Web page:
Compostumbler and Wabbit PoopW/shavings

marcintosh(6)March 22, 2012

Hello all - I'm new here but not new to posting in forums. I'm new to Compostumblers but not new to gardening. So far so good.

I've received several partial bags of rabbit poop and there are a great deal of wood shavings and other (organic) debris like straw.

I have NO experience in composting this and am wondering, what would be a good percentage or ratio of Poop to Wood shavings/Straw? Seeing as how they're rabbits there's quite a bit of urine in there as well. My big concern is that I don't want to start this and have it all give up and have a huge 200lb mess in the back yard - I've read the book from Compostumbler and they're sort of mum on this

Does the rabbit poop count as a green? right?

I'm also considering buying a bag of compost just to kick things off in the right direction.

The tumbler is still empty but the weather is really warming up so if you have the odd moment to smarten me up I'd appreciate it, that, and ANY help you care to offer is greatly appreciated.

Thanks muchly-

M.

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toxcrusadr Clay Soil(Zone 6a - MO)

Manure is definitely a green. Wood shavings are a very strong brown. I would try composting your mixture as is and see what happens, observe and adjust. In fact, if it's not freezing out, your bags of stuff are already composting. :-D

Fill up your bin and turn and check it every few days. Adjust moisture to damp, not drippy, not dry. If it gets warm but does not smell, perfect. If it does very little and there's wood left after the manure seems to be all turned to compost, you need more manure. If it smells bad, too much manure, add more browns.

The tumbler is a batch composter, so you'll need a place to 'store' additional manure/shavings. If you continually add, the batch will never get done. A simple wire mesh bin will work, or just a pile. Beware sealed plastic bags, lack of air will make it smell.

    Bookmark   March 22, 2012 at 1:13PM
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marcintosh(6)

Manure is definitely a green.
Good
Wood shavings are a very strong brown.
Good
I would try composting your mixture as is and see what happens, observe and adjust.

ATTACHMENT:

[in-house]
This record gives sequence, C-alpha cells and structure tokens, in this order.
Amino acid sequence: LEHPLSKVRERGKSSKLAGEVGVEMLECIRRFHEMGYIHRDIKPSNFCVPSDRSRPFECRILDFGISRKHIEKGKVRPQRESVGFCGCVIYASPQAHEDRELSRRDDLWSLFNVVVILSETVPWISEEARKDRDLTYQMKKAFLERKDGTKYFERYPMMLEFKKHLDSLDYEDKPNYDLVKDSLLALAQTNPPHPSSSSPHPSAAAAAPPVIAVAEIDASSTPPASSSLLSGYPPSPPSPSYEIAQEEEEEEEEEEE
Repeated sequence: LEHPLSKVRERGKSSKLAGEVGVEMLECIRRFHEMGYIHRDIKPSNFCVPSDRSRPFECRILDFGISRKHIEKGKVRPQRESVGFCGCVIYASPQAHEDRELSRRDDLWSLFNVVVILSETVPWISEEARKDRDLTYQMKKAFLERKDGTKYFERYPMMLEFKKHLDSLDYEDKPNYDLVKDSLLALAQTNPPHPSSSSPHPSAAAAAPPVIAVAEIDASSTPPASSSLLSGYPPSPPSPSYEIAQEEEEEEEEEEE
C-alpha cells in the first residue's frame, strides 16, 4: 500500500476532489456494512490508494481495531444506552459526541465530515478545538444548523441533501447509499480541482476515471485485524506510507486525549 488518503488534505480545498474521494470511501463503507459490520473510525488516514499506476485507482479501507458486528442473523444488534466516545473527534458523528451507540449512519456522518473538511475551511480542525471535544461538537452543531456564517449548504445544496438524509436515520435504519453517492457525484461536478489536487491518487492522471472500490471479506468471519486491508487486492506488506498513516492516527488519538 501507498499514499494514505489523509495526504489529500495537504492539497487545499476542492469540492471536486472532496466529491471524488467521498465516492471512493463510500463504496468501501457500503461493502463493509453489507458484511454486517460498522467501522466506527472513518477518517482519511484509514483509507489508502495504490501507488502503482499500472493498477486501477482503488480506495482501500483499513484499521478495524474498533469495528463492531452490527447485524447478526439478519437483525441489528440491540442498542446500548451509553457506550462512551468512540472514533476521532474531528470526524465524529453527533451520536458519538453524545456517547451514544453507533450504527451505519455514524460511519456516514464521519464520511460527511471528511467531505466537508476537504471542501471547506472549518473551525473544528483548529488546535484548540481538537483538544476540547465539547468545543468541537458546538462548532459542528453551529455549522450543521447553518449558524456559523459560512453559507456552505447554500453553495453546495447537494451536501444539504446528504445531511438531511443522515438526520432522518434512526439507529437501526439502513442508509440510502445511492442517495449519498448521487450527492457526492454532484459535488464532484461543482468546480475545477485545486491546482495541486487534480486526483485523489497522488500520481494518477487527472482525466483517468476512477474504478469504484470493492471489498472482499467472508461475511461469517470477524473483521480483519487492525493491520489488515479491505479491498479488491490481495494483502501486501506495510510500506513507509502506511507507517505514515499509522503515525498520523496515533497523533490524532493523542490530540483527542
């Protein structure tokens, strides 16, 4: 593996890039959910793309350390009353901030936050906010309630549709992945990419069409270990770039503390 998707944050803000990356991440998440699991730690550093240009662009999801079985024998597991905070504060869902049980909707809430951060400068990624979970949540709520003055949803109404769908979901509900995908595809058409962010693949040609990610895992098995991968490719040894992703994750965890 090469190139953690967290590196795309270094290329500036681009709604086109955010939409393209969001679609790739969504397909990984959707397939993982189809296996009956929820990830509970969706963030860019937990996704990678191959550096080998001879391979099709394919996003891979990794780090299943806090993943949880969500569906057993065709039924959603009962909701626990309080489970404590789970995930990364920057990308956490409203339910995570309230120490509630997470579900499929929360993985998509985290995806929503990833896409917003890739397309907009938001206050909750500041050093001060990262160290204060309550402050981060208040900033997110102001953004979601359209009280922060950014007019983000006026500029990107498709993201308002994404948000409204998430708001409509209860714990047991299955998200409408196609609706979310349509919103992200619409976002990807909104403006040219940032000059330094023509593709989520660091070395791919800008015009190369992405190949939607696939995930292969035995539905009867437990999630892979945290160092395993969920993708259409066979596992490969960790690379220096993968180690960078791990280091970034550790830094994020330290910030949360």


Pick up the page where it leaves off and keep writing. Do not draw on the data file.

OK
In fact, if it's not freezing out, your bags of stuff are already composting. :-D
Ah
Fill up your bin and turn and check it every few days. Adjust moisture to damp, not drippy, not dry. If it gets warm but does not smell, perfect. If it does very little and there's wood left after the manure seems to be all turned to compost, you need more manure. If it smells bad, too much manure, add more browns.
Ah-ha
The tumbler is a batch composter, so you'll need a place to 'store' additional manure/shavings. If you continually add, the batch will never get done.
Oh, yeah huh
A simple wire mesh bin will work, or just a pile.
Ok
Beware sealed plastic bags, lack of air will make it smell.
AH-HA!
Thanks for the smarts. Initially I was a bit disappointed in the ratio of P/S but I'll give it a try and just see what happens. When I had rabbits as a kid I had "The Straight Poop" - no sawdust or straw-so when I peeked in the bags I was surprised. Now it seems I may have half my work done for me. We'll just have to see. and stop being a bit too much OCD in the process :-/
Thanks loads
M.

    Bookmark   March 22, 2012 at 6:10PM
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TannimKyraxx

you know you can add rabbit poo straight to the soil without it burning your plants

    Bookmark   March 22, 2012 at 9:36PM
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toxcrusadr Clay Soil(Zone 6a - MO)

I will take your word on that Tannim. However it is not a good idea to bury or mix in wood shavings because of the risk of nitrogen depletion in the soil while they decompose. OK to put on top, so the rabbit poo/wood shavings would make a dandy mulch, aside from the aesthetics of looking at used rabbit bedding. :-]

    Bookmark   March 23, 2012 at 12:35PM
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